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Pink Eye: Causes, Symptoms, and Prevention
Conjunctivitis, also known as pink eye, is inflammation of the conjunctiva, the transparent membrane that lines the eyelid.1
When the blood vessels in the conjunctiva become inflamed, they’re visible and have the appearance of red eyes. This causes the whites of your eyes to look pink and is where the term “pink eye” comes from.
Pink eye can be irritating and contagious, but it typically does not affect your vision. Here are some facts about pink eye, what causes it, early warning signs, and how to prevent it.
What Causes Pink Eye?
Pink eye has a variety of causes. Depending on what causes pink eye will determine whether or not it’s contagious.
- Viruses. Viral conjunctivitis can be caused by numerous viruses and is very contagious. This is the most common cause and type of pink eye.
- Allergens. Allergens may cause allergic conjunctivitis, which is a reaction to any type of allergen including pollen, dust mites, mold, pets, medicine, and cosmetics. This kind of pink eye is not contagious and can occur if someone experiences reactions to these allergens.
- Bacteria. Bacteria can cause bacterial conjunctivitis, which can come from many different types of bacteria. This type of pink eye can be easily spread and is more common in kids than in adults.
Bacterial and viral pink eye can commonly occur alongside colds or respiratory infections.
Other causes of pink eye may include chemicals, the use of contacts, foreign objects in the eye, pollution, or fungi. However, when pink eye is caused by one of these irritants, it’s not contagious.
Pink Eye Symptoms
Pink eye is typically easy to spot. Here are some of the most common pink eye symptoms:
- Redness in one eye or both eyes
- Itchiness in one eye or both eyes
- Tearing up
- Discharge from the eyes
There are many substances and allergens that can irritate the eyes. So how do you know if you have a case of pink eye versus another minor irritation? Here are some early signs of pink eye to look out for4:
- An uncomfortable feeling that something is in your eye
- Red eyes
- Pain in the eyes
- Puffy eyelids
- Blurry vision
- Sensitivity to light
If you experience any of these symptoms, visit a doctor or eye doctor as soon as possible and start taking steps to care for your eyes and prevent spreading.
How to Prevent and Treat Pink Eye
Pink eye, when caused by bacteria or a virus, is very contagious. Because most cases of pink eye are caused by the adenovirus, it’s important to be aware of how you can prevent yourself from catching it or treat it if you have it.5
Both bacterial and viral cases of pink eye can be spread through direct and indirect contact. It can spread from contact such as touch, in the air by coughing, or by touching an object with germs on it.
- Wash hands often with soap and water
- Avoid touching your eyes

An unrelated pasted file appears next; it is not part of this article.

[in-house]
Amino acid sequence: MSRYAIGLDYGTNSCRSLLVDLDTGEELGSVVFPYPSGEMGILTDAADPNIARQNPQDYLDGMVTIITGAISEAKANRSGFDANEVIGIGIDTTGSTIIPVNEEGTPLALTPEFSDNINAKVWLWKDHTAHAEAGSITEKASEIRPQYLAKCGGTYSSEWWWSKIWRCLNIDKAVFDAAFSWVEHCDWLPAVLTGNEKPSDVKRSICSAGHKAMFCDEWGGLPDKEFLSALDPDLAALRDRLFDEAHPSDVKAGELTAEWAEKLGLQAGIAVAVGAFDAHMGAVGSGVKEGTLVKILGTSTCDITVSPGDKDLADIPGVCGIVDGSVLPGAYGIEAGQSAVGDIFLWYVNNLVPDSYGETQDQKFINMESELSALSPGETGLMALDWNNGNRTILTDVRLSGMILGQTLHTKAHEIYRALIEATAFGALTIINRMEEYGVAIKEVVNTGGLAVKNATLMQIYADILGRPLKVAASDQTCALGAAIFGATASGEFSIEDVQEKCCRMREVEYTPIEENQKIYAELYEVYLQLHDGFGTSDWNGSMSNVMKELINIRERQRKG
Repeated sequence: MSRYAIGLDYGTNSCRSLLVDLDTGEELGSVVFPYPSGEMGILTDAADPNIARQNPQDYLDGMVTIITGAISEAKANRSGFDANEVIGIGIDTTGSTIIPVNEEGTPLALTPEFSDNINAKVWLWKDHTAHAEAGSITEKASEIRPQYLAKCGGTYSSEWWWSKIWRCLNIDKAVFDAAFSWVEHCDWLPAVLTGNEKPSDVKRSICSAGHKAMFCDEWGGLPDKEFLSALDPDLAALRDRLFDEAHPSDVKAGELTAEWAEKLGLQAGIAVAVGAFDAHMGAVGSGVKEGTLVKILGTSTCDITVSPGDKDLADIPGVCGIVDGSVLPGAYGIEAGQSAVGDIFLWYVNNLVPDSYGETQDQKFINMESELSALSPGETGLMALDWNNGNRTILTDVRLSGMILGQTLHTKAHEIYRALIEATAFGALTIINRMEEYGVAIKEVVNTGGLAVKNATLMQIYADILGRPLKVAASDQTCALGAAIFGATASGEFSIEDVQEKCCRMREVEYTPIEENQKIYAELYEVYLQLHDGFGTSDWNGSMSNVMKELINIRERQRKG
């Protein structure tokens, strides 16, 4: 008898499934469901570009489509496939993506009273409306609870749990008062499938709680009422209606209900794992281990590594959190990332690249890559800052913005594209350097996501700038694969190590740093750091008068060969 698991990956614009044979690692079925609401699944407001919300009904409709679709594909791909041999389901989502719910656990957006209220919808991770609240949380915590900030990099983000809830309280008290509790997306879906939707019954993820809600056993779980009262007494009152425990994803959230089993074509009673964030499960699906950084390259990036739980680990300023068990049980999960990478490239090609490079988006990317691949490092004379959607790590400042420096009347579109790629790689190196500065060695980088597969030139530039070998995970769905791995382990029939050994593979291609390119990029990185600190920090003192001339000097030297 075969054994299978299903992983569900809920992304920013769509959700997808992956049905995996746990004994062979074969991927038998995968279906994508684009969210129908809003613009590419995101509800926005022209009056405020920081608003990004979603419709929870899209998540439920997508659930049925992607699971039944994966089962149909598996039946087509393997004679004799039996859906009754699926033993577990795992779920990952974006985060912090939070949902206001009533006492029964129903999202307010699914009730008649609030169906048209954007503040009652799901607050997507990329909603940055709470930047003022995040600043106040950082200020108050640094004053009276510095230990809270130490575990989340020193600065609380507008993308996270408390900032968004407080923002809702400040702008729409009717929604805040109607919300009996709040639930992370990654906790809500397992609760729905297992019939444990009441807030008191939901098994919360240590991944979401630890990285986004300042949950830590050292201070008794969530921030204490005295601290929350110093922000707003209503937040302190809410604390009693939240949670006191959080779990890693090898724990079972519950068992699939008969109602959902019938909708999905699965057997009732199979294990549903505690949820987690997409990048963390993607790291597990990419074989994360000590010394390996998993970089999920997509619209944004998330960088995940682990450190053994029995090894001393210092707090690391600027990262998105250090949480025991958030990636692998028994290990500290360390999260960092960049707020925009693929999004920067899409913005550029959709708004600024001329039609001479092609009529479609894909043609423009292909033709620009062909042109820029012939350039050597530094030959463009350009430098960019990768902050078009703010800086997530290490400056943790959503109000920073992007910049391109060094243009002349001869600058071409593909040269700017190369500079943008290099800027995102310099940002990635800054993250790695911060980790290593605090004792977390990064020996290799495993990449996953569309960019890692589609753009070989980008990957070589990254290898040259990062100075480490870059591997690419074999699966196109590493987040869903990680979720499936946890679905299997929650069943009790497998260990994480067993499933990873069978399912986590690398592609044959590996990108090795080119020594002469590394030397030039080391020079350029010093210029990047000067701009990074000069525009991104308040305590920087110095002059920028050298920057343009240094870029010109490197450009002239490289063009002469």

- Clean eyes gently
- Wash pillowcases and towels often
- Clean eyeglasses
- Do not share personal items with others such as pillowcases, towels, makeup brushes
- Do not wear makeup or discard any makeup that was used with pink eye since bacteria can live in makeup
Treatment for Pink Eye
If you visit your doctor and realize you have pink eye, they will try to determine the cause and type. They may ask you questions about health history and the symptoms you’re experiencing. If a doctor believes pink eye may be caused by bacteria, they may swab the discharge from around your eye to test it.
If pink eye is caused by a virus, there is no treatment or antibiotic that can treat it. However, if pink eye is caused by bacteria, doctors will usually prescribe a treatment such as antibiotic eye drops, ointments, or pills.
Pink eye can take anywhere from 7 days to 14 days to properly heal. As soon as your symptoms subside, you should no longer be contagious and can return to school or work. Your doctor will advise you on the next steps to take.
Take Care of Your Eyes
Now that you know the causes and symptoms of pink eye, you can take the steps to prevent yourself from catching it.
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Saber Healthcare is an organization dedicated to providing consultant services to long-term care providers. This article is for informational purposes and is not meant to be seen as professional advice. Please consult with a medical expert before relying on the information provided.
- “Pink eye (conjunctivitis).” Mayo Foundation for Medical Education and Research, Mayo Clinic. Accessed September 21st, 2022. https://www.mayoclinic.org/diseases-conditions/pink-eye/symptoms-causes/syc-20376355.
- “Pink Eye (Conjunctivitis).” Cleveland Clinic, clevelandclinic.org. Accessed September 22nd, 2022. https://my.clevelandclinic.org/health/diseases/8614-pink-eye.
- “Conjunctivitis (Pink Eye).” U.S. Department of Health & Human Services, Centers for Disease Control and Prevention. Accessed September 21st, 2022. https://www.cdc.gov/conjunctivitis/about/causes.html.
- Boyd, Kierstan. “Conjunctivitis: What Is Pink Eye?” American Academy of Ophthalmology, aao.org. April 18th, 2022. Accessed September 21st, 2022. https://www.aao.org/eye-health/diseases/pink-eye-conjunctivitis.
- “Pink Eye.” The Johns Hopkins University, The Johns Hopkins Hospital, and Johns Hopkins Health System, hopkinsmedicine.org. Accessed September 22nd, 2022. https://www.hopkinsmedicine.org/health/conditions-and-diseases/pink-eye.
- “Preventing the Spread of Conjunctivitis.” U.S. Department of Health & Human Services, Centers for Disease Control and Prevention. Accessed September 21st, 2022. https://www.cdc.gov/conjunctivitis/about/prevention.html.